Geography involves more than just learning the names of nations, cities, & seas. It involves people.
[NO LONGER WORKS] Geosense capitalizes on this fact by letting people from all over the world have fun relating about the different places that we each call home.
This site allows you to play games to test your comprehension of geography, asking you to pinpoint positions of cities on maps of the world. 5 game options are available on the Geosense site, which allows you to pair up against an opponent or play alone.
If you pay attention as you play, you can learn from any mistakes you make. (Unless you are an idiot savant when it comes to geography, you are bound to make mistakes while playing.)
By making a habit of playing games on Geosense whenever you have spare time each day, you will gradually better understand the roles that each of our nations in a grander geopolitical drama, and you will flex your mental muscles so that you will avoid ever sounding like an ill-informed beauty pageant contestant.
How to Play
Getting started with the Geosense game is simple, especially if you opt to play against yourself. All you need to do is open the [NO LONGER WORKS] Geosense homepage, then sign in or play as a visitor. Once you enter, you’ll see a list of players who are either available, unavailable, or already playing. (Note: Many of these players may be teens who are using the Geosense entry page in order to bypass the network security systems of their schools or libraries, just to use the chat box beneath the game as a way to communicate with each other–thus, many of these players may list themselves as “unavailable”.)
If you are someone who thrives on competition, you’ll probably want to wait until an opponent pops up as available. However, in any case, you’ll probably want to practice using the game by opting to play alone a few times.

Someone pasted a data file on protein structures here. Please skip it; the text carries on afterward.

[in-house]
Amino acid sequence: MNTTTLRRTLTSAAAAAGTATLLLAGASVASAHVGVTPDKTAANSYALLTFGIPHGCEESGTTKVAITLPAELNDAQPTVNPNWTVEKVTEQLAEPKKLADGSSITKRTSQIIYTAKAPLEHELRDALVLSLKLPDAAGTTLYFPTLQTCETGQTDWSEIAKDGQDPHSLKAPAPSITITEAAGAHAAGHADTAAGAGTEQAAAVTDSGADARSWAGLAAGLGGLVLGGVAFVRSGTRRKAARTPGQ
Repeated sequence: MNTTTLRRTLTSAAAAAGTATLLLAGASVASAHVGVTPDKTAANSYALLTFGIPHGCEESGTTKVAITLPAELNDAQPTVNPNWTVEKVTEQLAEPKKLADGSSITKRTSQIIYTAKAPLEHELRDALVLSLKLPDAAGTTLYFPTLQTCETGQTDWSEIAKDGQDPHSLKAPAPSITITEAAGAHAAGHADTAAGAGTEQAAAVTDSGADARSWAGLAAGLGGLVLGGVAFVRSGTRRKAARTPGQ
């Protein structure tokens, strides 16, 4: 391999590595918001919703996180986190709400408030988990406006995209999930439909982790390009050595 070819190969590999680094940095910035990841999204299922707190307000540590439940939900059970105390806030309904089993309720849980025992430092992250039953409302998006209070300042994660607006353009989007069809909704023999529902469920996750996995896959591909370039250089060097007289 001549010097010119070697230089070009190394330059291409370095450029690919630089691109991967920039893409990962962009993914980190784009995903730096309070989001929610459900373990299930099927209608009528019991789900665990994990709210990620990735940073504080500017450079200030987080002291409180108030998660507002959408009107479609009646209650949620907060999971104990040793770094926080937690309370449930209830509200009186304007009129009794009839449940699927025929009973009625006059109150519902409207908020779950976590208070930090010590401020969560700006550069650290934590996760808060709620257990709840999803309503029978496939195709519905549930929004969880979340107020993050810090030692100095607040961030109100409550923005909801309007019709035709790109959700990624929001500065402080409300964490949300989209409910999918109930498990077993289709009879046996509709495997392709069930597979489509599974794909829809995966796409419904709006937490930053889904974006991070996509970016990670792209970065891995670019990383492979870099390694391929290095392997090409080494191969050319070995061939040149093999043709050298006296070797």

Before you begin, decide whether to play the game in one of five different modes:
- 1.) as a world map
- 2.) an advanced map (pretty much the same as a world map)
- 3.) a Europe map
- 4.) a US map.
Lastly, there is a somewhat annoying mode to choose that is more a test of your verbal knowledge than your knowledge of geography: Scramble.
In this mode, not only will you be challenged to pinpoint the location of cities & countries, but you will also need to guess the cities & countries as their names are printed only 1 random letter at a time each second. This may be fun for advanced players, but is certainly a little more complex than necessary for an absolute beginner.
The cool thing about playing Geosense is that the game evaluates your answers on the basis of their specificity. Once you submit your answer, the program will let you know how close or far from the true mark you are, and if you’re close you’ll receive more points. For example, instead of simply being asked where Boliva is, you’ll be asked where La Paz, Bolivia is. Two ways to play the game are to either brush up on your knowledge of geography beforehand, or to simply make educated guesses about where places should be found and find out whether you’re close. If you play the second way, you’ll want to pay attention when the game corrects your errors.
Of course, if you choose to play the first way and use study guides, great methods to learn geography are via Google Earth & MSN Encarta’s World Atlas.
Google Earth is especially simple to use, since it allows you to enter cities and countries into its search bar, then spins a 3D globe around to whisk you to your destination. Furthermore, Google Earth offers users a bundle of tweaks & goodies that make learning geography almost as exciting as watching a multimillion dollar summer blockbuster.
is a little more traditional than Google Earth. It’s basically a 2-dimensional interactive world map. Nothing fancy. However, depending on your needs, it may be easier to use than a map with lots of extra bells & whistles. All you need to do is click on areas of interest in the map, then quickly zero in on the information you’re seeking.
What’s cool about all of these tools is that even if you’ve got a PhD in Geography, they can still be valuable tools to use. If you’re like most of us, however, Geosense can be a fun & non-threatening way to improve your intelligence.
If you’ve played Geosense, share your score with us & tell us how you like the game. Do you think it could be improved? Do you experience that it provides accurate answers? Do you know an easier way than already mentioned to learn geographical concepts? Give us your opinion; inquiring minds want to know!
Photo Credits: ooOJasonOoo, James Withers.